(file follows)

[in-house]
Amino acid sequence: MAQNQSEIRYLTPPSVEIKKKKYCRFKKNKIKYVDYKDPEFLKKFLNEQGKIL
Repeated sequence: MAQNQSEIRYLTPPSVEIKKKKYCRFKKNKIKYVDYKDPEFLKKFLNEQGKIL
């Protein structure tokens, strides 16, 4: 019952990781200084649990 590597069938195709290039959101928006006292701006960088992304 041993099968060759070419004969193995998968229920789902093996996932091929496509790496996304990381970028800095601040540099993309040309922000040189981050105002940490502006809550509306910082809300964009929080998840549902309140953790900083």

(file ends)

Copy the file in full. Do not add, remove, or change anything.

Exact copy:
[in-house]
Amino acid sequence: MAQNQSEIRYLTPPSVEIKKKKYCRFKKNKIKYVDYKDPEFLKKFLNEQGKIL
Repeated sequence: MAQNQSEIRYLTPPSVEIKKKKYCRFKKNKIKYVDYKDPEFLKKFLNEQGKIL
């Protein structure tokens, strides 16, 4: 019952990781200084649990 590597069938195709290039959101928006006292701006960088992304 041993099968060759070419004969193995998968229920789902093996996932091929496509790496996304990381970028800095601040540099993309040309922000040189981050105002940490502006809550509306910082809300964009929080998840549902309140953790900083």